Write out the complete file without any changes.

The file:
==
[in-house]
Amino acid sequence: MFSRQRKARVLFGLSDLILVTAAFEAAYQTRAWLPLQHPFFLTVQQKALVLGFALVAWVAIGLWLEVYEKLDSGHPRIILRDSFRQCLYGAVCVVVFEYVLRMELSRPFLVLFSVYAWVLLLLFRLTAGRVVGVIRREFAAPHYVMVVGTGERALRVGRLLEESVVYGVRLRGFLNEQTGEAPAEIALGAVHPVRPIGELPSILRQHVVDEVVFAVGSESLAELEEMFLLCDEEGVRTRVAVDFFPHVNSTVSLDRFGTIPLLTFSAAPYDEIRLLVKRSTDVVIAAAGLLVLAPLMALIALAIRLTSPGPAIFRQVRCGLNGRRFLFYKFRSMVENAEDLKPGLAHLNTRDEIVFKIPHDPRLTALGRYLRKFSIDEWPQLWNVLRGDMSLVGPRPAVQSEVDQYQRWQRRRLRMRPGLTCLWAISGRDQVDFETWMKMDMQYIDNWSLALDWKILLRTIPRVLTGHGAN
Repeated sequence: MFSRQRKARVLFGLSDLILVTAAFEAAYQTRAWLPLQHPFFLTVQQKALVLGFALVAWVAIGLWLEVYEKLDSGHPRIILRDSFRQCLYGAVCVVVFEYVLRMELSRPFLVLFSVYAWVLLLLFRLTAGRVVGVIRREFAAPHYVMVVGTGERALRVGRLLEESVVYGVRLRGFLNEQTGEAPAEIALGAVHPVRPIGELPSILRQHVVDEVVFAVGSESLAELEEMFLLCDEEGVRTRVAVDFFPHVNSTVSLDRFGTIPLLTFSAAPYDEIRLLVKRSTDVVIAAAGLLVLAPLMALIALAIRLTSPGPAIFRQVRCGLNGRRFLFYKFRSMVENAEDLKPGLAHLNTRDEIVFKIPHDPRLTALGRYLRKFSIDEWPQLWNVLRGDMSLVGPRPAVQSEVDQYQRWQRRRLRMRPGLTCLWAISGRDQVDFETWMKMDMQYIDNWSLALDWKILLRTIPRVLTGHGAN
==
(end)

[in-house]
Amino acid sequence: MFSRQRKARVLFGLSDLILVTAAFEAAYQTRAWLPLQHPFFLTVQQKALVLGFALVAWVAIGLWLEVYEKLDSGHPRIILRDSFRQCLYGAVCVVVFEYVLRMELSRPFLVLFSVYAWVLLLLFRLTAGRVVGVIRREFAAPHYVMVVGTGERALRVGRLLEESVVYGVRLRGFLNEQTGEAPAEIALGAVHPVRPIGELPSILRQHVVDEVVFAVGSESLAELEEMFLLCDEEGVRTRVAVDFFPHVNSTVSLDRFGTIPLLTFSAAPYDEIRLLVKRSTDVVIAAAGLLVLAPLMALIALAIRLTSPGPAIFRQVRCGLNGRRFLFYKFRSMVENAEDLKPGLAHLNTRDEIVFKIPHDPRLTALGRYLRKFSIDEWPQLWNVLRGDMSLVGPRPAVQSEVDQYQRWQRRRLRMRPGLTCLWAISGRDQVDFETWMKMDMQYIDNWSLALDWKILLRTIPRVLTGHGAN
Repeated sequence: MFSRQRKARVLFGLSDLILVTAAFEAAYQTRAWLPLQHPFFLTVQQKALVLGFALVAWVAIGLWLEVYEKLDSGHPRIILRDSFRQCLYGAVCVVVFEYVLRMELSRPFLVLFSVYAWVLLLLFRLTAGRVVGVIRREFAAPHYVMVVGTGERALRVGRLLEESVVYGVRLRGFLNEQTGEAPAEIALGAVHPVRPIGELPSILRQHVVDEVVFAVGSESLAELEEMFLLCDEEGVRTRVAVDFFPHVNSTVSLDRFGTIPLLTFSAAPYDEIRLLVKRSTDVVIAAAGLLVLAPLMALIALAIRLTSPGPAIFRQVRCGLNGRRFLFYKFRSMVENAEDLKPGLAHLNTRDEIVFKIPHDPRLTALGRYLRKFSIDEWPQLWNVLRGDMSLVGPRPAVQSEVDQYQRWQRRRLRMRPGLTCLWAISGRDQVDFETWMKMDMQYIDNWSLALDWKILLRTIPRVLTGHGAN